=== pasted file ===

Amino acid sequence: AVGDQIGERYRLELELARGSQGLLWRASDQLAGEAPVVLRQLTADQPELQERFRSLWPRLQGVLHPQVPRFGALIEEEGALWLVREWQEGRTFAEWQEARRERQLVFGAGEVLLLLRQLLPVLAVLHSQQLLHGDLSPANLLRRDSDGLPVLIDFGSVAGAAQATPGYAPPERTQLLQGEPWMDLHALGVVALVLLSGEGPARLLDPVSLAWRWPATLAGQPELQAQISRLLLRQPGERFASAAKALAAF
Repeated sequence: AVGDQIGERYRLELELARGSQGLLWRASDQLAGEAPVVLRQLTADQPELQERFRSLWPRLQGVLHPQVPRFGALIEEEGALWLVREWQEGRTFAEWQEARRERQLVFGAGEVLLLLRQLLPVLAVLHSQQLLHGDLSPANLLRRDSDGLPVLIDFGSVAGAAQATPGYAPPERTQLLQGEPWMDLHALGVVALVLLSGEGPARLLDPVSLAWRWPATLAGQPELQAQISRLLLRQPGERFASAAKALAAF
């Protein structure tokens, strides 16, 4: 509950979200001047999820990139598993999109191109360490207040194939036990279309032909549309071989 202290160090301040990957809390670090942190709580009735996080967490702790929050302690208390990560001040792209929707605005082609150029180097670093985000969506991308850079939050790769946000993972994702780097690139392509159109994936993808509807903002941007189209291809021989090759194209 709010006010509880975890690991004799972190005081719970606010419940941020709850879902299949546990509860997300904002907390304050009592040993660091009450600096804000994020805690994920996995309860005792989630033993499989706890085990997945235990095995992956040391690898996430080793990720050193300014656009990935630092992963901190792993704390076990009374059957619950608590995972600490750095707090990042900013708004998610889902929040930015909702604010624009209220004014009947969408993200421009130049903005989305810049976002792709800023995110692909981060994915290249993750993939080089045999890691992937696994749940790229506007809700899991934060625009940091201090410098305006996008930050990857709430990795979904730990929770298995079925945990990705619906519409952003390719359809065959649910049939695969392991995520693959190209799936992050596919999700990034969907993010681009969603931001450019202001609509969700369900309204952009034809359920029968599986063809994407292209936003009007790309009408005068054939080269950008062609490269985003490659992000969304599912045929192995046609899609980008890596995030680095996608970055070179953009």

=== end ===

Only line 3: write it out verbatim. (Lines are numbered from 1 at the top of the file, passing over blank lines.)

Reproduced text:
């Protein structure tokens, strides 16, 4: 509950979200001047999820990139598993999109191109360490207040194939036990279309032909549309071989 202290160090301040990957809390670090942190709580009735996080967490702790929050302690208390990560001040792209929707605005082609150029180097670093985000969506991308850079939050790769946000993972994702780097690139392509159109994936993808509807903002941007189209291809021989090759194209 709010006010509880975890690991004799972190005081719970606010419940941020709850879902299949546990509860997300904002907390304050009592040993660091009450600096804000994020805690994920996995309860005792989630033993499989706890085990997945235990095995992956040391690898996430080793990720050193300014656009990935630092992963901190792993704390076990009374059957619950608590995972600490750095707090990042900013708004998610889902929040930015909702604010624009209220004014009947969408993200421009130049903005989305810049976002792709800023995110692909981060994915290249993750993939080089045999890691992937696994749940790229506007809700899991934060625009940091201090410098305006996008930050990857709430990795979904730990929770298995079925945990990705619906519409952003390719359809065959649910049939695969392991995520693959190209799936992050596919999700990034969907993010681009969603931001450019202001609509969700369900309204952009034809359920029968599986063809994407292209936003009007790309009408005068054939080269950008062609490269985003490659992000969304599912045929192995046609899609980008890596995030680095996608970055070179953009």